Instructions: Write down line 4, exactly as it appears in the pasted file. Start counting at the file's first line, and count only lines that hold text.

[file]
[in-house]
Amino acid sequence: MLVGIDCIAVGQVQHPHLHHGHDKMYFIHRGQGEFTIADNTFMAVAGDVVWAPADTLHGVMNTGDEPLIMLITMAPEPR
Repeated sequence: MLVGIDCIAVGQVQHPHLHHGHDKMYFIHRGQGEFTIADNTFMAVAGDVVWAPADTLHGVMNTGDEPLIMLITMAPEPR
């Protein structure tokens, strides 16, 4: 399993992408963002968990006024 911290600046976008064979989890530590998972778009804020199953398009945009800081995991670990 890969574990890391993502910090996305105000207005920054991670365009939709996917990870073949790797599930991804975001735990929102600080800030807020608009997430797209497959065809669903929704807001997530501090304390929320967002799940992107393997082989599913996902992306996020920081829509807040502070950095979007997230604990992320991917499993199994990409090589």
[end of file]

């Protein structure tokens, strides 16, 4: 399993992408963002968990006024 911290600046976008064979989890530590998972778009804020199953398009945009800081995991670990 890969574990890391993502910090996305105000207005920054991670365009939709996917990870073949790797599930991804975001735990929102600080800030807020608009997430797209497959065809669903929704807001997530501090304390929320967002799940992107393997082989599913996902992306996020920081829509807040502070950095979007997230604990992320991917499993199994990409090589």